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Property insurance prices skyrocket in Florida as cabinet meets to address crisis

The Central Florida real estate market has been on a steady upward trend for the past year. Unfortunately, the price of insuring those properties has also skyrocketed.Many insurance companies are going out of business and some homeowners are getting cancelation notices without ever filing a claim.The Senate passed legislation reducing roof claims and litigation seen as driving forces behind the rate increases.David Altmaier is the Commissioner of the Office of Insurance Regulation, the body overseeing the industry. Altmaier gave the state cabinet an update on Tuesday.“We move from issue to issue. And the one consistent theme in all of those issues is an excessive amount of litigation,” Altmaier said. “The reforms that we are talking about, the reforms we have enacted, Senate Bill 76 and House Bill 7065, I think those are ultimately going to be effective in lowering costs. But none of this happens overnight.” Gov. Ron DeSantis on Tuesday said more needs to be done. “Florida had 8 percent of the claims nationwide and over 7 percent of the litigation. Clearly, there is some dysfunction. In this, Senate Bill 76 did some things, but that was a compromise. And I don’t think it did quite enough,” DeSantis said.The governor added that he’s confident tougher legislation will go through later this year.

The Central Florida real estate market has been on a steady upward trend for the past year.

Unfortunately, the price of insuring those properties has also skyrocketed.

Many insurance companies are going out of business and some homeowners are getting cancelation notices without ever filing a claim.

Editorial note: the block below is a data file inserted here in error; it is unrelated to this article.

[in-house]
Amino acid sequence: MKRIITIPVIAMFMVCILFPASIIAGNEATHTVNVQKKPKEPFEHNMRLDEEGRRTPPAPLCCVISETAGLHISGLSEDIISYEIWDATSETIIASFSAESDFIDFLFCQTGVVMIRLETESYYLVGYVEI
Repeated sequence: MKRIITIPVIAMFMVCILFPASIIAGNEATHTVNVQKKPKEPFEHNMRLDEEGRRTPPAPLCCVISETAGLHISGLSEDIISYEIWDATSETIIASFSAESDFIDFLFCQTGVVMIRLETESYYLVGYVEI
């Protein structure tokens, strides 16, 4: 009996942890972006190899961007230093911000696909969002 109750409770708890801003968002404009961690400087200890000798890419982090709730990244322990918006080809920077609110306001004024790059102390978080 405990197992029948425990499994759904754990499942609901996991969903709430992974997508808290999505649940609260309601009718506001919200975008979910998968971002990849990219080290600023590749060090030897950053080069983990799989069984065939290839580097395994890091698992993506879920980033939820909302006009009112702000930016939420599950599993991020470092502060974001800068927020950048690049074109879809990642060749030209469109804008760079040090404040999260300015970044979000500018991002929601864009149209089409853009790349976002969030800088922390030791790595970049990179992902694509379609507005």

The Senate passed legislation reducing roof claims and litigation seen as driving forces behind the rate increases.

David Altmaier is the Commissioner of the Office of Insurance Regulation, the body overseeing the industry.

Altmaier gave the state cabinet an update on Tuesday.

“We move from issue to issue. And the one consistent theme in all of those issues is an excessive amount of litigation,” Altmaier said. “The reforms that we are talking about, the reforms we have enacted, Senate Bill 76 and House Bill 7065, I think those are ultimately going to be effective in lowering costs. But none of this happens overnight.”

Gov. Ron DeSantis on Tuesday said more needs to be done.

“Florida had 8 percent of the claims nationwide and over 7 percent of the litigation. Clearly, there is some dysfunction. In this, Senate Bill 76 did some things, but that was a compromise. And I don’t think it did quite enough,” DeSantis said.

The governor added that he’s confident tougher legislation will go through later this year.